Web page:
Of course, the show has also managed to be an important part of the American conversation for good. Take Chevy Chase and Richard Pryor’s legendary 1975 job interview sketch for example. In a world of Chappelle Show its easy to forget how revolutionary this bit was, an ugly and uncomfortable job interview between a black man and a racist boss. At the time the shifting power dynamic was unbelievable to see on TV.

As a young kid in the ‘90s with a tenuous grasp on what being gay was, “Schmitt’s Gay” was an important sketch to my development. But upon reflection, it shows a world slowly becoming more accepting of homosexuality while still mocking it for easy punchlines. Compare that to 2016s “Totinos” sketch, about a forbidden love affair between two women making snacks during a football game. Just watching the way the show’s views on sexuality changed over the course of 25 years is worth observing.

The weekly nature of the show makes Saturday Night Live an anomaly in pop culture. While Standards and Practices have certainly influenced the show over the years, the writers have had a level of freedom other shows have never experienced. Scripted, episodic TV has the luxury of ignoring what’s happening in the world because it’s shot in advance. Being forced to come up with an episode over the course of a week forced Saturday Night Live to dive head first into what was happening in the culture.

Even the musical guests are important. What about Sinead O’Conner ripping up a picture of Pope John Paul II on live TV while telling the audience to “fight the real enemy?” Elvis Costello playing “Radio Radio” instead of “Less Than Zero” against their record label’s commands and actively telling the live audience “there’s no reason for us to be playing (Less Than Zero) here.” Kanye West using the show as a pro-Trump platform.

At the moment the battle is getting access to seasons 6 through 30. Rights issues make it basically impossible to get the unedited episodes, though you’d imagine with all the corporate mergers in recent years it should be easier. Surely Comcast NBC Universal owns nearly everything at this point, right?

The most frustrating possibility is that NBC will shove the history of Saturday Night Live into its own streaming service. While that would be an awful solution, at least it would be a solution. I’d love to tell you more important moments from the last 43 years of American history brought to life by Saturday Night Live. Sadly, when I had the opportunity, back when Comedy Central played reruns and Netflix had the rights, I was too busy rewatching “Laser Cats” to take notes.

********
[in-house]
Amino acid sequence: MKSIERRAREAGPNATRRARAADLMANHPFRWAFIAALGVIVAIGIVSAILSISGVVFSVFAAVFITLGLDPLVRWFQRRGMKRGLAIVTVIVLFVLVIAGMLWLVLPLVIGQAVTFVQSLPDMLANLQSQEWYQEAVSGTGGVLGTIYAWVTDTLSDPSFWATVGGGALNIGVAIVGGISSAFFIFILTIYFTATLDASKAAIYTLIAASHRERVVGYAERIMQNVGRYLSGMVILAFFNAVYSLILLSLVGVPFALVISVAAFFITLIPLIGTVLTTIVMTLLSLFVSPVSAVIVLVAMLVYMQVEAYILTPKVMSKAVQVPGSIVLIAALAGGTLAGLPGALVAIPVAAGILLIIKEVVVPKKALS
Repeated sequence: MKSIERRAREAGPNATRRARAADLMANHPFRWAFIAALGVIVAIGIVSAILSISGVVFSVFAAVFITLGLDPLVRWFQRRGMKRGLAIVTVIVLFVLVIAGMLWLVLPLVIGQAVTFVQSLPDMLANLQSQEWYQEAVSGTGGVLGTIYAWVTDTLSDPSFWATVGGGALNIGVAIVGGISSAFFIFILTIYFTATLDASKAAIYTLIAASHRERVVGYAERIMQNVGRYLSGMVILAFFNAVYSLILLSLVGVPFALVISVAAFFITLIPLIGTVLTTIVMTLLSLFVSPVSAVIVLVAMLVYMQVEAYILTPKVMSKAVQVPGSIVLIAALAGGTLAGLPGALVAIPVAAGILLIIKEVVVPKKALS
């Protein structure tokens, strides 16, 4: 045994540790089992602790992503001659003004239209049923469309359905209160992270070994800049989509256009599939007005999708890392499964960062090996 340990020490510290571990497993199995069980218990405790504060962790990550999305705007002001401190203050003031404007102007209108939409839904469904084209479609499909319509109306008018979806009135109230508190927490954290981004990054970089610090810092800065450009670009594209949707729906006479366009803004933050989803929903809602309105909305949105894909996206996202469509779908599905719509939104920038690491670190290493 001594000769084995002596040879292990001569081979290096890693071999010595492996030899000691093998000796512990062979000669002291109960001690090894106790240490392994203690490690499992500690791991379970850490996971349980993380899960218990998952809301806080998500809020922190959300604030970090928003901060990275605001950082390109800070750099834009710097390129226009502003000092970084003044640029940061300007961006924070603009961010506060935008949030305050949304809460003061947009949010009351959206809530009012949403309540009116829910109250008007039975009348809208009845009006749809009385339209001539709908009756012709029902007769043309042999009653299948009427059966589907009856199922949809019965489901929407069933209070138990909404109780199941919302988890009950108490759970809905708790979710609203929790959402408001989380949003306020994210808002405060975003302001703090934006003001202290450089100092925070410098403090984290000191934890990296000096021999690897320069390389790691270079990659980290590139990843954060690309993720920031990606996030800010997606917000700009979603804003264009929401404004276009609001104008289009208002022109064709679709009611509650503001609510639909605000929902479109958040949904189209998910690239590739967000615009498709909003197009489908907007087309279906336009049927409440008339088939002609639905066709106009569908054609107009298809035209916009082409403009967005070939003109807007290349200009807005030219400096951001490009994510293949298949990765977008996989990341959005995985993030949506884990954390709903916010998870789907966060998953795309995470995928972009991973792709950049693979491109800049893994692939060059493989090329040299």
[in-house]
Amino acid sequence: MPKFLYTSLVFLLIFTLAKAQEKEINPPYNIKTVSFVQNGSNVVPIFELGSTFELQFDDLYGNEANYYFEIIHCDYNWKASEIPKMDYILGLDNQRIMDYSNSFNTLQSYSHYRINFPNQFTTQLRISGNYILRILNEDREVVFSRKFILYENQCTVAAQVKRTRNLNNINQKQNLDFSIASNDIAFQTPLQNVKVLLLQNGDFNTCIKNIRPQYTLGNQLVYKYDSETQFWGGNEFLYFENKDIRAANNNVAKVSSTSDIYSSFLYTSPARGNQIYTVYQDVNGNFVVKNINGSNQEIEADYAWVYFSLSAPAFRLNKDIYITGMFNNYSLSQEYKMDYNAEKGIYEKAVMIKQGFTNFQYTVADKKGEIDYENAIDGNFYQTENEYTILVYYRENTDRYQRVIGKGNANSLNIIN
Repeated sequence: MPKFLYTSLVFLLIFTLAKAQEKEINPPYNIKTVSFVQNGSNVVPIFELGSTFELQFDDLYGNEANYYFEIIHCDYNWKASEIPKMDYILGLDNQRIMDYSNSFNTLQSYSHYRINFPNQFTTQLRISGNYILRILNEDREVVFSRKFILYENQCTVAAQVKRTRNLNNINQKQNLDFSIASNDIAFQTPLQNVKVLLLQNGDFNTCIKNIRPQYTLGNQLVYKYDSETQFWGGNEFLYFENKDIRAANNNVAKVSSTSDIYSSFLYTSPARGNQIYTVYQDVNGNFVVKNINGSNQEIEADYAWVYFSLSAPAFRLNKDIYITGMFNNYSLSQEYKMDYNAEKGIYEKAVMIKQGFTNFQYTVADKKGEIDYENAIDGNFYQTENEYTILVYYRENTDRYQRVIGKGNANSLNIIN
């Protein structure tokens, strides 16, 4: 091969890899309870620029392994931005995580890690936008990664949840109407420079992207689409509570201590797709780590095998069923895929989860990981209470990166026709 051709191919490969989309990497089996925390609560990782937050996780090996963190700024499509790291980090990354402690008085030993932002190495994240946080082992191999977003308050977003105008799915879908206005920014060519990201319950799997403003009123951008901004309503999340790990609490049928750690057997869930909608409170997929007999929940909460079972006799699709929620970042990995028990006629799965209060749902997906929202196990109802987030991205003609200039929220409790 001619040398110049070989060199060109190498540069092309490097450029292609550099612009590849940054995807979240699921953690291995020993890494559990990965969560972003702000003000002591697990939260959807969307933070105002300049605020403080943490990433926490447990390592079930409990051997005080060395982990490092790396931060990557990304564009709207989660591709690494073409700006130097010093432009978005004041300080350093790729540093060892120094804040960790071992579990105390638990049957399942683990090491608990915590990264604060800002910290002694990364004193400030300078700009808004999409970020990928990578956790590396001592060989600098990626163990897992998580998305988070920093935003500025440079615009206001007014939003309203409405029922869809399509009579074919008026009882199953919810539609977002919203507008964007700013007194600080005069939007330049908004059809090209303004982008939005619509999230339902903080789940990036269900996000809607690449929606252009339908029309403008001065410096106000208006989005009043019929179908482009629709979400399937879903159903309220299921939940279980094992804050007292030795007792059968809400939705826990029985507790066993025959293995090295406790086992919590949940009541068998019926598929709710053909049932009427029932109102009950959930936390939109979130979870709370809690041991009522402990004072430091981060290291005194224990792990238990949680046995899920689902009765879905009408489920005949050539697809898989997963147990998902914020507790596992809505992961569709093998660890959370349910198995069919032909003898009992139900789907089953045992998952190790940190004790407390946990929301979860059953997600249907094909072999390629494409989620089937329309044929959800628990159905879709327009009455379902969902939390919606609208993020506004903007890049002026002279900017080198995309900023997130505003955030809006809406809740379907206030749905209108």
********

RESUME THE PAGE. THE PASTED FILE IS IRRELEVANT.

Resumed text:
But as a 34-year-old rediscovering my love of a show that started a decade before I was born, it’s bonkers just how hard it is to catch up. You can’t just say “it’s a TV show, it doesn’t matter.” News archives only report, they don’t tell you about the culture the way a weekly comedy show does.

Currently Comcast NBC Universal is holding an important historical artifact hostage because they haven’t figured out how to monetize it enough. That’s their prerogative. But it does a profound disservice to both fans of comedy and history. As much as we’d like to think this problem is the work of “Saaaaaaatan,” in reality it’s something much worse and harder to defeat: a corporation that simply doesn’t give a shit.

There are no legal solutions to this problem, but there are solutions. We just long for a day when breaking the law and pirating these episodes doesn’t seem like a moral workaround. After all, we’re not just talking about TV, we’re talking about the historical record. And if they won’t let us see it, history has proven the black market will be happy to provide.

John-Michael Bond is Paste’s assistant comedy editor. He’s on Twitter @BondJohnBond.